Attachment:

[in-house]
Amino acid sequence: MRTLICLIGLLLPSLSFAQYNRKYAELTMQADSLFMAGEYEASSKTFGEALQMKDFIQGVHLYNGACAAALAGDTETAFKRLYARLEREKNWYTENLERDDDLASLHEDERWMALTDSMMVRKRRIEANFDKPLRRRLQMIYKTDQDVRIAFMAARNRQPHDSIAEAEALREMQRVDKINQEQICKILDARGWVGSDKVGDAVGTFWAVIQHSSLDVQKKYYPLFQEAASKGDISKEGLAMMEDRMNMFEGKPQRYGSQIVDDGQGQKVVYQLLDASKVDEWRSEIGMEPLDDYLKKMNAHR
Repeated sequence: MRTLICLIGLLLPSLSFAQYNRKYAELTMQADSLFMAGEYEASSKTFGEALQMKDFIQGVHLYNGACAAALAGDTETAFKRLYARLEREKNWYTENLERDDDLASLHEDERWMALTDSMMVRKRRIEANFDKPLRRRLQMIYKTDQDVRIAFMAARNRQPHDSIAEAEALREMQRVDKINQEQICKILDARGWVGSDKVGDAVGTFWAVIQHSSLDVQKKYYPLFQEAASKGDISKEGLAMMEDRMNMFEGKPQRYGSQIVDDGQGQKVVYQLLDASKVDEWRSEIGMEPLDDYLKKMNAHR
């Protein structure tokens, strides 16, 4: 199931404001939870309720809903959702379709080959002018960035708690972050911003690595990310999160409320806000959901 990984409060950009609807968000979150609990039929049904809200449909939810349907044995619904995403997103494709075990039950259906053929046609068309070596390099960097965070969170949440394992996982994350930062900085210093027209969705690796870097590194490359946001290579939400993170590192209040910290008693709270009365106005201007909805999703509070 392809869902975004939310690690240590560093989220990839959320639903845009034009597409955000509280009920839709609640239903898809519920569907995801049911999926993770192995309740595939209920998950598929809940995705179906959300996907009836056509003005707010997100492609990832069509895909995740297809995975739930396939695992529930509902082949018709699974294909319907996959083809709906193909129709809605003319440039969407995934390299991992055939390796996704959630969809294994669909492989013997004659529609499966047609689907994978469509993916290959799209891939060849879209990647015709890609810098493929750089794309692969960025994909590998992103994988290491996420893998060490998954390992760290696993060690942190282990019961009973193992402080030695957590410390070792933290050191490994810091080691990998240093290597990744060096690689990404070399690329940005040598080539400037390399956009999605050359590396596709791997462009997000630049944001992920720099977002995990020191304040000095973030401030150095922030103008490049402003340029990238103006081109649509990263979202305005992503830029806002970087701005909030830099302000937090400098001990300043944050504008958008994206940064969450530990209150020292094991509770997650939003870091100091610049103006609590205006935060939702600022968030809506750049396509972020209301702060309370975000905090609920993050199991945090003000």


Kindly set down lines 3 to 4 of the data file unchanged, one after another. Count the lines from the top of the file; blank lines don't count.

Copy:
Repeated sequence: MRTLICLIGLLLPSLSFAQYNRKYAELTMQADSLFMAGEYEASSKTFGEALQMKDFIQGVHLYNGACAAALAGDTETAFKRLYARLEREKNWYTENLERDDDLASLHEDERWMALTDSMMVRKRRIEANFDKPLRRRLQMIYKTDQDVRIAFMAARNRQPHDSIAEAEALREMQRVDKINQEQICKILDARGWVGSDKVGDAVGTFWAVIQHSSLDVQKKYYPLFQEAASKGDISKEGLAMMEDRMNMFEGKPQRYGSQIVDDGQGQKVVYQLLDASKVDEWRSEIGMEPLDDYLKKMNAHR
């Protein structure tokens, strides 16, 4: 199931404001939870309720809903959702379709080959002018960035708690972050911003690595990310999160409320806000959901 990984409060950009609807968000979150609990039929049904809200449909939810349907044995619904995403997103494709075990039950259906053929046609068309070596390099960097965070969170949440394992996982994350930062900085210093027209969705690796870097590194490359946001290579939400993170590192209040910290008693709270009365106005201007909805999703509070 392809869902975004939310690690240590560093989220990839959320639903845009034009597409955000509280009920839709609640239903898809519920569907995801049911999926993770192995309740595939209920998950598929809940995705179906959300996907009836056509003005707010997100492609990832069509895909995740297809995975739930396939695992529930509902082949018709699974294909319907996959083809709906193909129709809605003319440039969407995934390299991992055939390796996704959630969809294994669909492989013997004659529609499966047609689907994978469509993916290959799209891939060849879209990647015709890609810098493929750089794309692969960025994909590998992103994988290491996420893998060490998954390992760290696993060690942190282990019961009973193992402080030695957590410390070792933290050191490994810091080691990998240093290597990744060096690689990404070399690329940005040598080539400037390399956009999605050359590396596709791997462009997000630049944001992920720099977002995990020191304040000095973030401030150095922030103008490049402003340029990238103006081109649509990263979202305005992503830029806002970087701005909030830099302000937090400098001990300043944050504008958008994206940064969450530990209150020292094991509770997650939003870091100091610049103006609590205006935060939702600022968030809506750049396509972020209301702060309370975000905090609920993050199991945090003000």